Gov. William F. Weld of Massachusetts <

last week signed legislation to protect the state's largest reservoirs, in part by authorizing $135 million in bond-financed land purchases.

The bond money would come <

from state general obligations, and pay for the purchase of watershed properties or their development rights. Watershed is any territory from which a drop of water might flow into a reservoir.

Although the bonds would be obligations <

of the state, according to municipal officials familiar with the legislation, payment for the watershed acquisitions would ultimately come form the Massachusetts Water Resources Authority, which draws water from the Quabbin and Wachusett reservoirs and the Ware River for distribution to 2.4 million people.

Under the legislation, the commonwealth <

would be able to issue no more than $8 million of the watershed land acquistion bonds a year, according to David Lutes, director of legislative affairs in the state's Executive Office of Environmental Affairs. The bonds would be sold over the next 20 years, he said.

For the commonwealth, the new <

bond money would replenish the coffers for land acquisition around the Quabbin and Wachusett reservoirs.

Under a previous resolution for <

open space preservation, the state spent $17.8 million from fiscal 1986 to fiscal 1991 to acquire 4,550 acres of watershed land, according to Stephen Estes-Smargiassi, manager of planning in the water works division of the water resources authority. The state still has $9 million left to spend from the previous authorization, with $3 million of that expected to be allocated by the end of fiscal 1992 on June 30.

Without the new bond authorization, <

"the state would have to find another mechanism -- either borrow the money or come up with some other way of buying that land," said Mr. Estes-Smargiassi, adding that he did not know how many acres of land the state still could seek to purchase outright or protect by purchasing development rights.

"Clearly we're not going to buy <

up people's homes and tear them down," he said. But the authorization contained in the bill signed by Gov. Weld last week should "be more than enough money to do what we need to do."

The legislation also calls for constraints <

on developing land within certain distance of the reservoirs. Building is prohibited within 200 feet of tributaries to the reservoirs. The bill would also keep chemicals such as petroleum products, pesticides, and herbicides at least 400 feet from tributaries.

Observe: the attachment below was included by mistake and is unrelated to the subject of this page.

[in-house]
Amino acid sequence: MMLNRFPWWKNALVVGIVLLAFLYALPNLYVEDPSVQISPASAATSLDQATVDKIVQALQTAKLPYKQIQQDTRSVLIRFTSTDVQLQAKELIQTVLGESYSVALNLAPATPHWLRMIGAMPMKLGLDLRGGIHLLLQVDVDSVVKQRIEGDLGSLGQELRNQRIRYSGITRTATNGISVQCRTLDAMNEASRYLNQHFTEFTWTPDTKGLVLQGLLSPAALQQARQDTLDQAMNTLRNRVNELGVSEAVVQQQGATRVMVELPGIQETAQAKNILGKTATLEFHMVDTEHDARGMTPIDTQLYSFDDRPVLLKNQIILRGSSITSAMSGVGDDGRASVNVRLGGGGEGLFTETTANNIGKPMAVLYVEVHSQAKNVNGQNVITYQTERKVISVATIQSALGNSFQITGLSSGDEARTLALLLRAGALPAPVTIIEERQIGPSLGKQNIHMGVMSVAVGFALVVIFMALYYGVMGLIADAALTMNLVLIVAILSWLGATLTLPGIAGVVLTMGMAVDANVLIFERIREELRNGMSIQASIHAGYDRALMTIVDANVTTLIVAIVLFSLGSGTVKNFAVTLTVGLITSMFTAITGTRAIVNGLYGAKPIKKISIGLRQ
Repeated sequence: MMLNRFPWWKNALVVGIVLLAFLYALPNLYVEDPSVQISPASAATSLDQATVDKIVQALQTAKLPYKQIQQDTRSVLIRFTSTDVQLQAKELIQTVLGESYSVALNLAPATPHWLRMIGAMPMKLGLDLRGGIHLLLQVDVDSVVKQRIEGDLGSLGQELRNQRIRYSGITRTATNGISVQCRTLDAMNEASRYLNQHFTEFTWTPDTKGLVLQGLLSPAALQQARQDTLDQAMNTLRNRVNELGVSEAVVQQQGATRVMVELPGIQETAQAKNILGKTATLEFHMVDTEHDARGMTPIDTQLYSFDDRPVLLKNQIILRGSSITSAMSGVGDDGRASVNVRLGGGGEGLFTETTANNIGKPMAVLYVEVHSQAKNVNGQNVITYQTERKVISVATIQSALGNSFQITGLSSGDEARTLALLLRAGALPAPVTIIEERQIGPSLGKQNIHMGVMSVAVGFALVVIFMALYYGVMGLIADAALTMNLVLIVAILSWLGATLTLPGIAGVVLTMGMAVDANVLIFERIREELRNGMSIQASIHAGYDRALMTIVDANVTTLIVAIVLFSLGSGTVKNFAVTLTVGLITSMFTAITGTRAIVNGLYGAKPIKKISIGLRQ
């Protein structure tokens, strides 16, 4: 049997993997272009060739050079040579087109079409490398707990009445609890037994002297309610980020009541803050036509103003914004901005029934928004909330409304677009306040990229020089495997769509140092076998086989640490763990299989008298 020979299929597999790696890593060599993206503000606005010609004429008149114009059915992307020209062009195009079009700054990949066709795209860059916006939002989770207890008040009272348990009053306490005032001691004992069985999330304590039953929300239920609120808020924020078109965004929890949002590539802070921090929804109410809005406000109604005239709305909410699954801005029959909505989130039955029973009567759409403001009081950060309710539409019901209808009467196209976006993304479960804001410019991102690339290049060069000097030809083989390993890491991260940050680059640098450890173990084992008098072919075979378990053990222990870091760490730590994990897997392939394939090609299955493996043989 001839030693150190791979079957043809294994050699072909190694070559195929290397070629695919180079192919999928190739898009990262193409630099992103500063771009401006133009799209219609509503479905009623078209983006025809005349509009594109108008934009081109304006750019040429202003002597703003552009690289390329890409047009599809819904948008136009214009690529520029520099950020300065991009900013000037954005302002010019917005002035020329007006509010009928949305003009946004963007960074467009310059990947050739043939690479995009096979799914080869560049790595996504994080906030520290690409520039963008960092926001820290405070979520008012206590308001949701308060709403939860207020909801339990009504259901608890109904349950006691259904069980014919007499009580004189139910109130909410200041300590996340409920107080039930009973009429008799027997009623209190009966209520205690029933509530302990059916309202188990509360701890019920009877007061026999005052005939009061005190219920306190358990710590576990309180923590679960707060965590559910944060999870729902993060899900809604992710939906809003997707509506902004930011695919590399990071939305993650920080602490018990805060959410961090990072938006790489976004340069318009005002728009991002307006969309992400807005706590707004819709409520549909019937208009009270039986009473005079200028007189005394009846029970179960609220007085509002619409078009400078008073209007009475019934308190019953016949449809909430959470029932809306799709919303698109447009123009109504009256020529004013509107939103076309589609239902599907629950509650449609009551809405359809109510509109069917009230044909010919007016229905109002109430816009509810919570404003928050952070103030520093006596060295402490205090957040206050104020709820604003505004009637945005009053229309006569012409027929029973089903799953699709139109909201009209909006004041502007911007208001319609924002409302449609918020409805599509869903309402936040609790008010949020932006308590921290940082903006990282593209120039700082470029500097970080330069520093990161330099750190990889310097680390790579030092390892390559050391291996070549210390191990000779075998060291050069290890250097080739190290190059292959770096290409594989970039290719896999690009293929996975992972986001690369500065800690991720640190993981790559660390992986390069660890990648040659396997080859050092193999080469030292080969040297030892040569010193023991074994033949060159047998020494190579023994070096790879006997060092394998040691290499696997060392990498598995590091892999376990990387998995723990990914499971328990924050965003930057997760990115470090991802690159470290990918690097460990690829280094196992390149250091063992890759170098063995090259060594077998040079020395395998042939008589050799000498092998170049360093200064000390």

"By restricting development at <

the Quabbin and Wachusett reservoirs, and [on land] abutting the Ware River and its tributaries, we hope to limit immediate and residual runoff impacts of shorefront construction," Gov. Weld said in a May 20 signing ceremony, according to a news release.

The reservoirs themselves and all <

of the land abutting them are already owned by the Metropolitan District Commission, part of the state's executive office of environmental affairs.

Roughly 95% of the water distributed <

by the authority flows through the Wachusett reservoir, with much of that flowing from the massive Quabbin reservoir, which lies about 25 miles west.

In order to comply with the 1986 <

amendments to the federal Safe Drinking Water Act, the authority plans to build an 80-acre filtration plant near the Wachusett reservoir, Mr. Estes-Smargiassi said.

The authority expects to spend <

about $400 million on the plant, which could be operational by 2002, according to Mr. Estes-Smargiassi.

Not acquiring watershed territories <

and imposing development constraints could have boosted the cost of compliance with the federal drinking water requirements. "Without this bill," Gov. Weld said in the news release, "a much more elaborate treatment facility might be needed at a cost currently estimated to escalate to at least $700 million," Other estimates put the cost at as much as $1 billion, according to Mr. Estes-Smargiassi.

He also said other costs would be <

incurred to meet federal standards, including the covering of ancillary reserviors "because of the potential for all sorts of things to get into them," from birds to bathers, the official said. Covering the reservoirs will cost an estimated $300 million.


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